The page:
Saudi Arabia and the United Arab Emirates, as expected, increased their oil prices today by 5 per cent to bring them in line with other members of the Organization of Petroleum Exporting Countries.
OPEC Secretary General Ali Mohammed Jaidah said here, after the initial announcement by the Saudi Press Agency in Riyadh, that all members of the oil cartel now agree on prices.
The Saudi news agency quoted an official statement saying the 5 per cent rise was effective from last Friday. It followed a meeting in Riyadh between the Emirates' oil minister. Mana Saed Oteiba, and Saudi Oil Minister Ahmed Zaki Yamani.
The statement said the two ministers agreed to raise their price to that agrees on by OPEC in December. The Emirates and Saudi Arabia held their increase to 5 per cent on Jan. 1. while the other 11 members of OPEC raised their prices 10 per cent with a further 5 per cent rise set for July 1.
Nine OPEC members announced Wednesday in Vienna, site of OPEC headquarters, that they would drop the second increase following suggestions from the Emirates and Saudi Arabia that they would match the 10 per cent level if other OPEC states held the line there.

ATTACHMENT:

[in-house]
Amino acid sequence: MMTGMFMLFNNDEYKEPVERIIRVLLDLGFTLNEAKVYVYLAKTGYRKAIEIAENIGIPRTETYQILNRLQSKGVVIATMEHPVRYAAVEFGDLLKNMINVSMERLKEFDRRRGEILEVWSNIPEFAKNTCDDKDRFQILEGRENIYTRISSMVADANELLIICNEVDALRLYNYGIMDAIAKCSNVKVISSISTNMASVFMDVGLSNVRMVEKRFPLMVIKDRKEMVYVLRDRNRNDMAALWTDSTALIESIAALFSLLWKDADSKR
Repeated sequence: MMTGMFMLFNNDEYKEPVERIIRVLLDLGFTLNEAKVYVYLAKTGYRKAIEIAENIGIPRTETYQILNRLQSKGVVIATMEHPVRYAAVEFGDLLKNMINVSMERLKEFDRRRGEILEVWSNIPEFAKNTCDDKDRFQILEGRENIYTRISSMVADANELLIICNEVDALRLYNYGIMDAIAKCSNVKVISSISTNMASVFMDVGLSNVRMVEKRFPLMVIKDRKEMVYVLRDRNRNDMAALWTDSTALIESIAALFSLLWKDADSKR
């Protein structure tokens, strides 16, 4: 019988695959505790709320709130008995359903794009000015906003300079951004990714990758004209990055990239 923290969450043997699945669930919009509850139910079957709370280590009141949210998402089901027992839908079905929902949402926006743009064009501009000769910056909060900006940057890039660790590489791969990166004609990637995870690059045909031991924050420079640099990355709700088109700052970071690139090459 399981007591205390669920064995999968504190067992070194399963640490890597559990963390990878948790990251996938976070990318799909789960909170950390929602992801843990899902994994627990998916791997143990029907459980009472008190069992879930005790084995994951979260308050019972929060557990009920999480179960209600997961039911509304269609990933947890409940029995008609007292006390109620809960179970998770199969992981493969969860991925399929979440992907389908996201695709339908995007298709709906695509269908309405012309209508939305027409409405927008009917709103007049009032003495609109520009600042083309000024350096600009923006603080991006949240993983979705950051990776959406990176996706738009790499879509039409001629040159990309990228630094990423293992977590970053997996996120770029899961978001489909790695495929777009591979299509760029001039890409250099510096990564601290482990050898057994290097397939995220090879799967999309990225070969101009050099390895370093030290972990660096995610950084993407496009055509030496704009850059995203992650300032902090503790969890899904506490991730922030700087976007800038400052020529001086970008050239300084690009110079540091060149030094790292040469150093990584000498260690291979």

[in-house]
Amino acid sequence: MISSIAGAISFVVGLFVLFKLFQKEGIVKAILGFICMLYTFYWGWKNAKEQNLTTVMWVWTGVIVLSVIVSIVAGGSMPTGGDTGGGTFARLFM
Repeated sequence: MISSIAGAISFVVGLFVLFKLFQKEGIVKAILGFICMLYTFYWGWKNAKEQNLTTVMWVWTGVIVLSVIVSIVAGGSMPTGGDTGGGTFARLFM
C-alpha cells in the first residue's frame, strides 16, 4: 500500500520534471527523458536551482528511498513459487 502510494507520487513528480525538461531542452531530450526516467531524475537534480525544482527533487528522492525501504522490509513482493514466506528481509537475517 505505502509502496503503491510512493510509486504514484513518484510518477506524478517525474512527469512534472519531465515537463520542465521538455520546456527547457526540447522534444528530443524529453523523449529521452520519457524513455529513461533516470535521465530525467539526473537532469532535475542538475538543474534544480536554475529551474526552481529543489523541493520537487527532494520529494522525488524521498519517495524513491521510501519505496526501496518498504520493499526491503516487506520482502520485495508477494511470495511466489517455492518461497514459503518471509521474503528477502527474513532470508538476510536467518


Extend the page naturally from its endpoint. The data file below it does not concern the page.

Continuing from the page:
Two producers, Libya and Iraq, had not joined in the Vienna announcement. OPEC Secretary General Jaidah, asked if they will now abandon the planed 5 per cent increase this month, said the two countries had already publicly indicated that they would drop it if Saudi Arabia and the Emirates came into line.
"Its' definite OPEC is united of prices now," he said.
The price charges by the 13 members of OPEC is $12.70 for a barrel of light crude.
Analysis predict that the price increases by the Saudis and the Emirates will raise prices in the United States by less than half a penny per gallon of gasoline or heating oil. An increase of a dollar in the price of a barrel of crude translates into about 2 1/2 cents at American pumps.